Wednesday, October 17, 2012

TBR Challenge 2012: Exit Strategy by Kelley Armstrong

Wooohooo, made it for this month's TBR challenge :) Every time, it's an exploit LOL. This month, I did not stick to the theme even though we had a choice between paranormal and romantic suspense, but I wasn't that far off, having chosen a mystery book :) However, what I am most proud of is that this book is the farthest I've gone back - not in term of publication date, but actual years spent in my TBR pile!! Oh I'm sure I have older books in my TBR pile, but their chances of being read are quite slim ^_^; But Exit Strategy... well I always meant to read it one day... and it seems like the day has come. Keep reading to find out what I thought of it :)

Exit Strategy by Kelley Armstrong
published by Bantam Books in June 2007
Regulars at Nadia’s nature lodge don’t ask what she does in the off-season. And that’s a good thing. If she told them, she’d have to kill them. She’s a hit woman for a Mafia family. Tough and self-sufficient, Nadia doesn’t owe anyone any explanations. But that doesn’t mean she always works alone. One of her contacts has recruited her in the hunt for a ruthlessly efficient serial killer cutting a swath of terror across the country. The assassin is far too skilled to be an amateur—and the precision of the killings is bringing the Feds much too close to the hit man community for comfort.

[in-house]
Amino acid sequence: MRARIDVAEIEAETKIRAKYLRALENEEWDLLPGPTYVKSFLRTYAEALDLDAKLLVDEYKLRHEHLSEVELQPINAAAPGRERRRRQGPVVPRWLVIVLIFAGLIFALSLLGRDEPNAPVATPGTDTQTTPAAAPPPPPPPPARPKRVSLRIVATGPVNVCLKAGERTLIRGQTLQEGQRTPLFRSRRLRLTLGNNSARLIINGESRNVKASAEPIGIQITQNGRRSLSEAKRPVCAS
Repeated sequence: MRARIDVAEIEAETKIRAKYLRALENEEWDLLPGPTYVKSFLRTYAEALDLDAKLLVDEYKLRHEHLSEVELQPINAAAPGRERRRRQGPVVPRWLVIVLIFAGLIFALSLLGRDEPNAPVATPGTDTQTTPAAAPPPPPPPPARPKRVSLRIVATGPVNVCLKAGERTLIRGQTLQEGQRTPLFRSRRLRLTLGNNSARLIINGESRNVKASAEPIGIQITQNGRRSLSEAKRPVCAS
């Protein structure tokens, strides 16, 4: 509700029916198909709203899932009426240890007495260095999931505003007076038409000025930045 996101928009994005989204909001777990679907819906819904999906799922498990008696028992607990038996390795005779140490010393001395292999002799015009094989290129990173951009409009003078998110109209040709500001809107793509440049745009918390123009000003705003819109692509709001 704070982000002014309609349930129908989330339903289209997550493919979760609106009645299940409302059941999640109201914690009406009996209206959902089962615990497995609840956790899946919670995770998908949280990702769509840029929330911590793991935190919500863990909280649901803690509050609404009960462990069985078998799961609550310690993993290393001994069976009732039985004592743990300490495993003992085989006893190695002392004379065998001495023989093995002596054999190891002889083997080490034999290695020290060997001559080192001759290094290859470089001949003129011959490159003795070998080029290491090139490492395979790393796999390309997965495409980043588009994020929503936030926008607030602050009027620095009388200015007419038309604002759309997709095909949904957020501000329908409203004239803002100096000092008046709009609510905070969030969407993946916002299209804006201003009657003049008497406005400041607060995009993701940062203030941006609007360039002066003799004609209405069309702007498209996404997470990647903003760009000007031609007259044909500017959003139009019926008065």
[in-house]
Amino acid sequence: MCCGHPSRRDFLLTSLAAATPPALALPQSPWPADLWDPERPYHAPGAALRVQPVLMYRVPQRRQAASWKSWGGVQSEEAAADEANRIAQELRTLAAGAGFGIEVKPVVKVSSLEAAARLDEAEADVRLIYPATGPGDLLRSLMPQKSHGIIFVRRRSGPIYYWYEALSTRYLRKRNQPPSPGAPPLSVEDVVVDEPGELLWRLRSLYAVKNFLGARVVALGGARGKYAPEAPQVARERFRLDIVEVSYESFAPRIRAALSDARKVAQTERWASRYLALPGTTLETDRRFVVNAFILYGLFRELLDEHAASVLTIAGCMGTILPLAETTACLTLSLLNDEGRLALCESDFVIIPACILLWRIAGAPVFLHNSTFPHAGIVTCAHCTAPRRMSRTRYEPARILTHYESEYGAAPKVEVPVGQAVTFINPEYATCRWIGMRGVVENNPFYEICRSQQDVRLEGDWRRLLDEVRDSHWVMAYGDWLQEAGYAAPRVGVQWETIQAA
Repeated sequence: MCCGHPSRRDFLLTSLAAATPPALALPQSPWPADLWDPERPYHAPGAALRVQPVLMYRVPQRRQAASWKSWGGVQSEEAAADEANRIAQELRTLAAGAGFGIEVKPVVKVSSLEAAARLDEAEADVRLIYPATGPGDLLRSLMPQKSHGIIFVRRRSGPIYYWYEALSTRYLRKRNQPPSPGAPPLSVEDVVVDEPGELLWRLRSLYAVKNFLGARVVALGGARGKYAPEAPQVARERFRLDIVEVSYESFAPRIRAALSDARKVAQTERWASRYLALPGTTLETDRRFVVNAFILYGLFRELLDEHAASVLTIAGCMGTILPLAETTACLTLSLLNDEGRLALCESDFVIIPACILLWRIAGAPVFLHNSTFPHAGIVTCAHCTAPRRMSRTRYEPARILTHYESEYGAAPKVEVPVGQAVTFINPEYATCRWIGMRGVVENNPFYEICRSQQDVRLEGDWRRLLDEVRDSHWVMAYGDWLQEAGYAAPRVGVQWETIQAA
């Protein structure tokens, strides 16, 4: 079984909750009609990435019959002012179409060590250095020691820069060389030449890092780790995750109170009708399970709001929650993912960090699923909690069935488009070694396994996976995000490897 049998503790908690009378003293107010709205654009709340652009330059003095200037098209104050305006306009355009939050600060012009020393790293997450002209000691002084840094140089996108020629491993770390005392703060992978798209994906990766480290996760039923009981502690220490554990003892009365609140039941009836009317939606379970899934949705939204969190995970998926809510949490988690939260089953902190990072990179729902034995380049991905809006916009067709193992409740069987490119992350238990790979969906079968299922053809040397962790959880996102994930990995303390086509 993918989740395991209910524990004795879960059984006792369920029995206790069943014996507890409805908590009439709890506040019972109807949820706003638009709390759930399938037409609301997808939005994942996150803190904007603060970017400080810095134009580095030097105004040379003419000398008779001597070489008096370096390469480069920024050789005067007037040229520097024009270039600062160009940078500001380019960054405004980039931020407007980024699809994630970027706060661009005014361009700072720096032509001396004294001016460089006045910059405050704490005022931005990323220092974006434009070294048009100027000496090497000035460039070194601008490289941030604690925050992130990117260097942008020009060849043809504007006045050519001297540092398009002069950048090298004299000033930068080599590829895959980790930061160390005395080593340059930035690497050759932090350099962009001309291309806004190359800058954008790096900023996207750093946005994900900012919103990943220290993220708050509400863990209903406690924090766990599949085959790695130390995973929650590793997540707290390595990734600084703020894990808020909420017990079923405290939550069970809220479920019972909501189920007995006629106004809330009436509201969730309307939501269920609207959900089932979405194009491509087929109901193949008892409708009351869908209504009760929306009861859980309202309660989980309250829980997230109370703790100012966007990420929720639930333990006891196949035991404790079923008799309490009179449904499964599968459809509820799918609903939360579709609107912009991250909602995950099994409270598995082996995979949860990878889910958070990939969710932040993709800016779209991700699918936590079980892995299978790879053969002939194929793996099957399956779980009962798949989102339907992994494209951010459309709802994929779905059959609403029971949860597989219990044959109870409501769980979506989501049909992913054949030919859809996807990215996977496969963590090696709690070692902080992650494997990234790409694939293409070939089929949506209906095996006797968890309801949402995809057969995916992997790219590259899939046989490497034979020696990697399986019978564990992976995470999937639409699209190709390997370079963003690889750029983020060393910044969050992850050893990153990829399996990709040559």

To put an end to the murders, Nadia will have to turn herself from predator to prey as she employs every trick she knows to find the killer. Before the killer finds her...
Genre: Mystery/Thriller
Series: Nadia Stafford, Book #1

The Story: Nadia Stafford comes from a family of cops and has always known she would join the force. She also learned at a young age that cops and evidence cannot always bring justice and that criminals do walk away. This led to the 'incident' after which Nadia was asked to retire from the force and became persona non grata among her family. Nadia escaped the scandal to a remote area and nowadays, owns a nature lodge and shows her regulars a good time through the firing range and extreme sports... and to keep her business in the black, she'll accept assignments as a hit women for the Tomassinis, a Mafia family.